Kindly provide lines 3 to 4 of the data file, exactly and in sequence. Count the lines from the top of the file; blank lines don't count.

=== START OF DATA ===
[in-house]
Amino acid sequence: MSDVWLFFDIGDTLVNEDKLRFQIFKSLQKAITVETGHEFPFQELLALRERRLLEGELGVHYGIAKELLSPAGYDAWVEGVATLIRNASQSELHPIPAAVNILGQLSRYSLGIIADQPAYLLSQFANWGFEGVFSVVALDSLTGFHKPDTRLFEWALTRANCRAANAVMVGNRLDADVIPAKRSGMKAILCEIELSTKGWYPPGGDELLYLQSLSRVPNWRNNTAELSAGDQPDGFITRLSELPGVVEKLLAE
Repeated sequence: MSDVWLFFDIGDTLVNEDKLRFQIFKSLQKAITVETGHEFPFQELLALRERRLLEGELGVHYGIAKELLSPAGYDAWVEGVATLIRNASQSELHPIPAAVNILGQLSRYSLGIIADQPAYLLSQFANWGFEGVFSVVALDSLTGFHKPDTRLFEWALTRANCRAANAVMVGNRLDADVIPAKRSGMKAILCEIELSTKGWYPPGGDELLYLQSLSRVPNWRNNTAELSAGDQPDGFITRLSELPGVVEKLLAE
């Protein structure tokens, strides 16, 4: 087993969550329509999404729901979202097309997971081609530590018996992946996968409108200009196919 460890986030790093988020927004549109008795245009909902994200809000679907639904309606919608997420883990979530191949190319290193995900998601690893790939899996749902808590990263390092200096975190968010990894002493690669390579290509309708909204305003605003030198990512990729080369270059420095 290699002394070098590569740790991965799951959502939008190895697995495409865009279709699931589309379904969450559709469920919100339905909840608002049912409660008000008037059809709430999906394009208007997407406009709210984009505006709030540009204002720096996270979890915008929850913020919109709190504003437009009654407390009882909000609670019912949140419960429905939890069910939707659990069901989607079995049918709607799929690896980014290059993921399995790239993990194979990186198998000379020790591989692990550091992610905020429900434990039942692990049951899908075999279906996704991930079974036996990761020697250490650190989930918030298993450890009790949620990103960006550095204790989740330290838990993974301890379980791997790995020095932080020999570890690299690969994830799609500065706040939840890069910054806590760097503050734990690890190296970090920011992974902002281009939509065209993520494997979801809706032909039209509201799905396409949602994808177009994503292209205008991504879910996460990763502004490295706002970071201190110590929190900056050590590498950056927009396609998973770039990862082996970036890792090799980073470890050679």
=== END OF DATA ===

Repeated sequence: MSDVWLFFDIGDTLVNEDKLRFQIFKSLQKAITVETGHEFPFQELLALRERRLLEGELGVHYGIAKELLSPAGYDAWVEGVATLIRNASQSELHPIPAAVNILGQLSRYSLGIIADQPAYLLSQFANWGFEGVFSVVALDSLTGFHKPDTRLFEWALTRANCRAANAVMVGNRLDADVIPAKRSGMKAILCEIELSTKGWYPPGGDELLYLQSLSRVPNWRNNTAELSAGDQPDGFITRLSELPGVVEKLLAE
């Protein structure tokens, strides 16, 4: 087993969550329509999404729901979202097309997971081609530590018996992946996968409108200009196919 460890986030790093988020927004549109008795245009909902994200809000679907639904309606919608997420883990979530191949190319290193995900998601690893790939899996749902808590990263390092200096975190968010990894002493690669390579290509309708909204305003605003030198990512990729080369270059420095 290699002394070098590569740790991965799951959502939008190895697995495409865009279709699931589309379904969450559709469920919100339905909840608002049912409660008000008037059809709430999906394009208007997407406009709210984009505006709030540009204002720096996270979890915008929850913020919109709190504003437009009654407390009882909000609670019912949140419960429905939890069910939707659990069901989607079995049918709607799929690896980014290059993921399995790239993990194979990186198998000379020790591989692990550091992610905020429900434990039942692990049951899908075999279906996704991930079974036996990761020697250490650190989930918030298993450890009790949620990103960006550095204790989740330290838990993974301890379980791997790995020095932080020999570890690299690969994830799609500065706040939840890069910054806590760097503050734990690890190296970090920011992974902002281009939509065209993520494997979801809706032909039209509201799905396409949602994808177009994503292209205008991504879910996460990763502004490295706002970071201190110590929190900056050590590498950056927009396609998973770039990862082996970036890792090799980073470890050679």